Skip to main content

Owner of ROM site nuked by Nintendo wants to bring it back

The RomUniverse site as it appeared in 2019 (cropped)
(Image credit: RomUniverse)
Audio player loading…

Last month, RomUniverse owner Matthew Storman found himself facing a $2.15 million fine (opens in new tab) after Nintendo hit out with a copyright infringement lawsuit. Despite this, he plans to bring his website back online—and naturally, Nintendo is none-too-happy about it.

Given that Storman is unemployed, that fine took the form of a $50/month payment Nintendo says Storman "proposed and agreed to" (via ArsTechnica (opens in new tab)). Paying off the full amount would take 3,500 years—or longer, considering Storman missed his first payment. 

Meanwhile, in a post-ruling conversation one of Nintendo's lawyers in the case noted that Storman's been thinking about bringing RomUniverse back online—but likely without all that troublesome Nintendo content.

"Mr. Storman stated that he was still considering what to do with RomUniverse and that if he were to bring back the website, it might have video game content and ROMs from companies other than Nintendo but would not have Nintendo content," attorney William Rava noted in a court filing (opens in new tab).

Given that, Nintendo is now re-applying to have a permanent injunction struck against Storman. The site owner's inability to even pay back the bare minimum fine has been raised as further cause for action.

"This failure to make even the modest $50/month payment, an amount that he proposed and agreed to, demonstrates that Nintendo has no adequate remedy at law for Defendant's past or future infringement and underscores the need for a permanent injunction," Nintendo wrote in a court document (opens in new tab).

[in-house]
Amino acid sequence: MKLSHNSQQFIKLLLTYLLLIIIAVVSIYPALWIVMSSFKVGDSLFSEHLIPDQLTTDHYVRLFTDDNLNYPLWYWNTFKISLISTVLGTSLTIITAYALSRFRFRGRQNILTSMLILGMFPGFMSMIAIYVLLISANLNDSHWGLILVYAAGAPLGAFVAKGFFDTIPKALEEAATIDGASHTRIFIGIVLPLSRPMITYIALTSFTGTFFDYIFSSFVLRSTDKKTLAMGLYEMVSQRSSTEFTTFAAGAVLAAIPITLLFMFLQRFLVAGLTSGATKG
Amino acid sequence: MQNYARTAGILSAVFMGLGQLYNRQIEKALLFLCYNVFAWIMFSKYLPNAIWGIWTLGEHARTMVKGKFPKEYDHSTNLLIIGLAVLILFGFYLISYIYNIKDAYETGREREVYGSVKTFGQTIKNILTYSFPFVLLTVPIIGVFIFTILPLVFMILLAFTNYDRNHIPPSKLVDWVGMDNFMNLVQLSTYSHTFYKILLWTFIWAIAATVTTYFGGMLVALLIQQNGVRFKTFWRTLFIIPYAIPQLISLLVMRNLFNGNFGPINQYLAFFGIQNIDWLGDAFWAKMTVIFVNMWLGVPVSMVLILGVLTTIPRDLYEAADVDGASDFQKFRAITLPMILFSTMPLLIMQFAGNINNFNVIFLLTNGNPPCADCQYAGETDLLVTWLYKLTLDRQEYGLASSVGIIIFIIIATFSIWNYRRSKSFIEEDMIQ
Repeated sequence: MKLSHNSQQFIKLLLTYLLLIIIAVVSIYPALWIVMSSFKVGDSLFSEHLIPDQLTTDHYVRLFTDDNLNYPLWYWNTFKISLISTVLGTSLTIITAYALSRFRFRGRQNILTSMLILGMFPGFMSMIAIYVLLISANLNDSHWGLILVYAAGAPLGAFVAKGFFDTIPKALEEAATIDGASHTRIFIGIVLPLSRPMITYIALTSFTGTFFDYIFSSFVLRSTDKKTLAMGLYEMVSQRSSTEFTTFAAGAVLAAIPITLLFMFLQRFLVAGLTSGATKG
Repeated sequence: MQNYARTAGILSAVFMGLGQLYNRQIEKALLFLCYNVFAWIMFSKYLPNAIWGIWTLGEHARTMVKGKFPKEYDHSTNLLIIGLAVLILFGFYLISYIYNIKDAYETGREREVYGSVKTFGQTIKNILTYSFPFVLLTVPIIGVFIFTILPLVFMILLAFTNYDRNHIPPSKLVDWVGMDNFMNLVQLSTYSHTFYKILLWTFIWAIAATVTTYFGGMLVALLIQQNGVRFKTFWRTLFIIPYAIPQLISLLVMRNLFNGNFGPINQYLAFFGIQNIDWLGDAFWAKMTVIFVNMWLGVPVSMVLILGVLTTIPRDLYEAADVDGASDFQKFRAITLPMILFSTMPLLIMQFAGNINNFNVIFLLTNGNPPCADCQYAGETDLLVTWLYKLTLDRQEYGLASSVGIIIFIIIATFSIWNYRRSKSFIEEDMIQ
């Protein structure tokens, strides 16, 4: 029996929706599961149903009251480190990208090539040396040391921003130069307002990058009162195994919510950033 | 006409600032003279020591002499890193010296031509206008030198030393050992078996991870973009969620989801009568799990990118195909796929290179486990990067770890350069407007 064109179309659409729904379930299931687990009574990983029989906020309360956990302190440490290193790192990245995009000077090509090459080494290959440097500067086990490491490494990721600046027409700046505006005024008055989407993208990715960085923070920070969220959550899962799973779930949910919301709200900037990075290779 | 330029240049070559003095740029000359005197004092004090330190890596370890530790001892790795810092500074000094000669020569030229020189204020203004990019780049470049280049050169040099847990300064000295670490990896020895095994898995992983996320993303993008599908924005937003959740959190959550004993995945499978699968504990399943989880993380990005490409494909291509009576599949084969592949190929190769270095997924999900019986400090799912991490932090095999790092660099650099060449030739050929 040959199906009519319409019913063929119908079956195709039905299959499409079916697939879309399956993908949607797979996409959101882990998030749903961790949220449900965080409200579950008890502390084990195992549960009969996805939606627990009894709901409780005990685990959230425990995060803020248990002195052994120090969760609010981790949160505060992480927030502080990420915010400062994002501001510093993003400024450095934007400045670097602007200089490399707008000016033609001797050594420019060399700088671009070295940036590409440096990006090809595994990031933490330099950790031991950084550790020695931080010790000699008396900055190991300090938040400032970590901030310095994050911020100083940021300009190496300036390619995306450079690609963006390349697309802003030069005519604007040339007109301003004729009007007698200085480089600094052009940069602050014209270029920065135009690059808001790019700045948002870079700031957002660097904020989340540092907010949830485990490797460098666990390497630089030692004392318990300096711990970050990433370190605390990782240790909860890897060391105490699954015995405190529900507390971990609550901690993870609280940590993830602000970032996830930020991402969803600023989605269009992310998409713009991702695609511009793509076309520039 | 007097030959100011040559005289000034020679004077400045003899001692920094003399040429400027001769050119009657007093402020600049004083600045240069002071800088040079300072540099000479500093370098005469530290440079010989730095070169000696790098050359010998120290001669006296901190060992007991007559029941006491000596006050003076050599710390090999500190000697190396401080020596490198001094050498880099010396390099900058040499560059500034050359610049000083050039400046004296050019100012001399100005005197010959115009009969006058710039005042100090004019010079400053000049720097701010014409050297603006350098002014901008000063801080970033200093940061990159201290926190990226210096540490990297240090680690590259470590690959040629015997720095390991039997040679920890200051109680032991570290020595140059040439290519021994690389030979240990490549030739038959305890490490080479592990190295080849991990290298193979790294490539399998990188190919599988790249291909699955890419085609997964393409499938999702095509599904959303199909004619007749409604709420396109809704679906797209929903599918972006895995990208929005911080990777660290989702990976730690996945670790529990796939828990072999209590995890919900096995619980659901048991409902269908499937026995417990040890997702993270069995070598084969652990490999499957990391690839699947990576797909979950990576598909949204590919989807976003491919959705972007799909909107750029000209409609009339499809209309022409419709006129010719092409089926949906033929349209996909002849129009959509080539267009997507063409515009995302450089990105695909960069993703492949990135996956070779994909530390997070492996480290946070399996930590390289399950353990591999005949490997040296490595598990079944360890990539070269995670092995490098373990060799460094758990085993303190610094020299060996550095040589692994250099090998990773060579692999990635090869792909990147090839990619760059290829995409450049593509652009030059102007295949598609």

"Defendant's threat to continue to operate RomUniverse to distribute videogame ROMs, using the same website he used for the past several years to mass-infringe Nintendo's copyright and trademark rights, necessitates the entry of an injunction."

Storman infamously represented himself in a case that saw Nintendo attempt to strike him with $15 million in damages and a permanent injunction against any future infringement of its IP. The court initially rejected the injunction and lowered the fine, in part because the site had already shut down at time of hearing. Opening it back up, even without hosting Nintendo titles, may open up Storman to a fresh attack from the Japanese publisher.

20 years ago, Nat played Jet Set Radio Future for the first time, and she's not stopped thinking about games since. Joining PC Gamer in 2020, she comes from three years of freelance reporting at Rock Paper Shotgun, Waypoint, VG247 and more. Embedded in the European indie scene and a part-time game developer herself, Nat is always looking for a new curiosity to scream about—whether it's the next best indie darling, or simply someone modding a Scotmid into Black Mesa. She also unofficially appears in Apex Legends under the pseudonym Horizon.